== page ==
ANTI-KICKBACK LAW COMPLIANCE
Philadelphia Health Care Lawyers Anti-Kickback Law Compliance
Health care providers including physicians and hospitals who treat Medicare or Medicaid patients are eligible to receive reimbursements or payments from the government for their services. To eliminate any incentives for improper referral of medical services in order to obtain improper Medicare or Medicaid payments, medical providers are subject to the requirements of various “anti-kickback” laws. These laws attempt to curtail the overutilization of medical services and to preserve competition among medical providers. Anti-kickback laws include state and federal statutes and state self-referral prohibitions.
Under the federal anti-kickback statute (42 U.S.C. §1320a-7b(b)), individuals or entities that knowingly or willfully offer, pay, solicit or receive remuneration (including kickbacks, bribes or rebates) for the purposes of receiving business payable by Medicare or Medicaid face criminal penalties. Anti-kickback laws prohibit receiving remuneration in exchange for either referring an individual for services, or purchasing or leasing items, services or facilities paid for by Medicare or Medicaid.
Most anti-kickback statutes require proof that the health care provider intended to violate the law by receiving remuneration for Medicare or Medicaid business. Some examples of activities that may violate anti-kickback law include:
Penalties for Violations of Anti-kickback Laws
Medical providers found in violation of federal anti-kickback laws face severe criminal penalties, including being sentenced to prison for up to five years, fined up to $25,000, and being excluded from future participation in the Medicare program. Civil penalties may be as high as $50,000 per kickback. A violation of an anti-kickback law may also constitute a violation of the False Claims Act. [CITATION] The U.S. Department of Justice has recently reached several large settlements with violators of federal anti-kickback statutes, including the Amedisys settlement of $150 million and the Omnicare settlement of $124 million.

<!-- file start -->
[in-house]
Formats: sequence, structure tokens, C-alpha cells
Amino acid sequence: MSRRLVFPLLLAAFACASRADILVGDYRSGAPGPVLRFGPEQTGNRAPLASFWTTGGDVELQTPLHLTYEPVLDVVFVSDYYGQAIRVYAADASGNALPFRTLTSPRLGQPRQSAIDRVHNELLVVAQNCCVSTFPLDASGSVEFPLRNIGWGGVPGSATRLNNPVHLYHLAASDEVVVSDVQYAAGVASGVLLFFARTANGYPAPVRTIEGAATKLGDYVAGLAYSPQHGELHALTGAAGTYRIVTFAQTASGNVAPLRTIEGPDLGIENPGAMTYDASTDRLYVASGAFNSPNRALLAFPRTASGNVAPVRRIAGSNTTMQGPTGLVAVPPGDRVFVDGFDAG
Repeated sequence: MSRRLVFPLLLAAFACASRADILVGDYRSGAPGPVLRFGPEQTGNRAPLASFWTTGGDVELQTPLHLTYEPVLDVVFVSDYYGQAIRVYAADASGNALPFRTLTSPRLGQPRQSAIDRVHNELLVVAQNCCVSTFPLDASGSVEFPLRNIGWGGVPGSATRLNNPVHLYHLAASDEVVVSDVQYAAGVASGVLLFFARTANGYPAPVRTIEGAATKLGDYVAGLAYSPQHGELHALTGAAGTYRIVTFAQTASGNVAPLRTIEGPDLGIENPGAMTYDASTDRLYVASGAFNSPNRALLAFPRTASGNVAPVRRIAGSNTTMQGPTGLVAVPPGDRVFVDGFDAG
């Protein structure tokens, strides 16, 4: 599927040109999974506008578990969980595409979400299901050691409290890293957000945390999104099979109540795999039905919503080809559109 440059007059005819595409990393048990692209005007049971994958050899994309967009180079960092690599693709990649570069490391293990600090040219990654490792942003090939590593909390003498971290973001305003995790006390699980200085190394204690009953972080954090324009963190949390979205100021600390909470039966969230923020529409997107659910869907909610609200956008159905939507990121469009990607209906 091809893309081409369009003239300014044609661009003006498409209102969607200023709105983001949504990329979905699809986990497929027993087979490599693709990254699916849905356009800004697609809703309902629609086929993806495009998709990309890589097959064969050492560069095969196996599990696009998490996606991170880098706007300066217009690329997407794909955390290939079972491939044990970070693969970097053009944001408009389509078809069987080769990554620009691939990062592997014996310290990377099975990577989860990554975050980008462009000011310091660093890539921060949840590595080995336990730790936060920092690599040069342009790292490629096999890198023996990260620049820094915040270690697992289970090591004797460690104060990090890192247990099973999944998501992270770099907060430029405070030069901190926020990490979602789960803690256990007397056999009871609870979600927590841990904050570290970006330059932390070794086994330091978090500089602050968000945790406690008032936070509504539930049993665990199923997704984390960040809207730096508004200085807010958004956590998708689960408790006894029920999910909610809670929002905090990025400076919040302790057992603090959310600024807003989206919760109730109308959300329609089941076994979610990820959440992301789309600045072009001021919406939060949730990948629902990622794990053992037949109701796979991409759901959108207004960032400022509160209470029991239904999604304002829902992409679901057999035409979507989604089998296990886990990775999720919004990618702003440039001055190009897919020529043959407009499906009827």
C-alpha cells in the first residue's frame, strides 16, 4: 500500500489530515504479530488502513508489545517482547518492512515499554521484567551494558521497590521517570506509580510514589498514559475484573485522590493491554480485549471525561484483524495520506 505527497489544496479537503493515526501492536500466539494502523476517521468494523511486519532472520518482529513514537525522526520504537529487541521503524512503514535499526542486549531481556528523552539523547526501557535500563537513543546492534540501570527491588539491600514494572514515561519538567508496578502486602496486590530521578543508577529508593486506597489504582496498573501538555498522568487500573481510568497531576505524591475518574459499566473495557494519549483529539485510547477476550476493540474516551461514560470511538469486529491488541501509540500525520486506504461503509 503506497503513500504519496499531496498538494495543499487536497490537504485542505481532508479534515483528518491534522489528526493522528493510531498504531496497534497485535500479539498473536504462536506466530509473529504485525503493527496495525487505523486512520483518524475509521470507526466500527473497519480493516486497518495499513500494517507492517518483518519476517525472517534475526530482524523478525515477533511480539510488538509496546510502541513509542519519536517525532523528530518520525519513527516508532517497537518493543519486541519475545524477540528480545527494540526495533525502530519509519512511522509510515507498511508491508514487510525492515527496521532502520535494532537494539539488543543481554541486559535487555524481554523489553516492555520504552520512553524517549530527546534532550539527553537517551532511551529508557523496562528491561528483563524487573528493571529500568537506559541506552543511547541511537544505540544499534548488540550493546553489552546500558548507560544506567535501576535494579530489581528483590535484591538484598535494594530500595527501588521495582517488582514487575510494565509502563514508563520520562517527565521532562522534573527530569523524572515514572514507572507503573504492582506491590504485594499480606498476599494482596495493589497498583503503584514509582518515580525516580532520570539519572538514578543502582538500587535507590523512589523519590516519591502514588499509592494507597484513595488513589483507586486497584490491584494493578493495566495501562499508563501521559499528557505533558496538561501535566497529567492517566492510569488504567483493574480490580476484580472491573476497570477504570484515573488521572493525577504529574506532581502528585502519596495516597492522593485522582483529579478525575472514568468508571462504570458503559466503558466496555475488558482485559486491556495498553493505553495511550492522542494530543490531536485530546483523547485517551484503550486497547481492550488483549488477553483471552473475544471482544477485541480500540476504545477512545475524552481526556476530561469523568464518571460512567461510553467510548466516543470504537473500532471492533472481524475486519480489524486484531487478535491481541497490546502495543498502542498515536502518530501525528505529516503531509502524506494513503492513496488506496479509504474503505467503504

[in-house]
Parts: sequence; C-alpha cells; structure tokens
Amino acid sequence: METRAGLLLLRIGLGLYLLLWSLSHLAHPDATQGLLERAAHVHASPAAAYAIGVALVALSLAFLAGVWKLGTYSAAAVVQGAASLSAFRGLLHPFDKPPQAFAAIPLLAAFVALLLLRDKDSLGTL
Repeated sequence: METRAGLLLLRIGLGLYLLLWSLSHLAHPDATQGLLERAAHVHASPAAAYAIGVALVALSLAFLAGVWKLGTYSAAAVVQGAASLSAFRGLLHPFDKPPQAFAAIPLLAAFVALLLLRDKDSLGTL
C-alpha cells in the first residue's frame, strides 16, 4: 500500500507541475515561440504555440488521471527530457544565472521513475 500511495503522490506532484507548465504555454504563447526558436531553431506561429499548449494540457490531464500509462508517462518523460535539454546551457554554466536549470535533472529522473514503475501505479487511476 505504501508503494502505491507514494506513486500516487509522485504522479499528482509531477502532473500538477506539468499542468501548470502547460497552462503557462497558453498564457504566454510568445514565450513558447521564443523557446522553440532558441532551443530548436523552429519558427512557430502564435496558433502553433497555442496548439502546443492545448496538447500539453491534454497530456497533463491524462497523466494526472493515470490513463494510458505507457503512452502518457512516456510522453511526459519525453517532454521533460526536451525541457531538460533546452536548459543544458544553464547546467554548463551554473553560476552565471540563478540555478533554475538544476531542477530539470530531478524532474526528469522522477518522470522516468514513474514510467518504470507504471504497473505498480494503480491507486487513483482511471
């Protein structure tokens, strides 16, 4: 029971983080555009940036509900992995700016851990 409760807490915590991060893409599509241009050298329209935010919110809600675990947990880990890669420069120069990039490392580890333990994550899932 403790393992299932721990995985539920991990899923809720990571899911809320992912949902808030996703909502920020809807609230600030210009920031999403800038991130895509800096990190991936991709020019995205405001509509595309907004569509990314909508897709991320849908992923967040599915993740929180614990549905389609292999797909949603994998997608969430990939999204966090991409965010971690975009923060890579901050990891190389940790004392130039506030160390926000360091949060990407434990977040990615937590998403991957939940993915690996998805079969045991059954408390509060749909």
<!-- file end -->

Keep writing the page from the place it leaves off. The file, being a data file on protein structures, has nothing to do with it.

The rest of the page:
Certain transactions between health care providers which are generally prohibited under anti-kickback statutes may be permissible under “safe harbor” regulations. These safe harbors include referrals involving:
Health care providers should always consult an experienced health care attorney familiar with state and federal anti-kickback regulations prior to entering into a new business transaction or referral situation. Experienced anti-kickback lawyers can help ensure compliance with these laws.
Pennsylvania Health Care Lawyers at Michelman & Bricker, P.C. Provide Advice on Compliance with Anti-Kickback Law
At Michelman & Bricker, P.C., our dedicated Philadelphia health care lawyers work with physicians, hospitals, health care practice groups and other medical providers to ensure compliance with federal and state anti-kickback laws and to defend any violation charges. Our experienced Philadelphia heath care attorneys assist health care professionals in the areas of compliance, contract drafting, employment issues and litigation.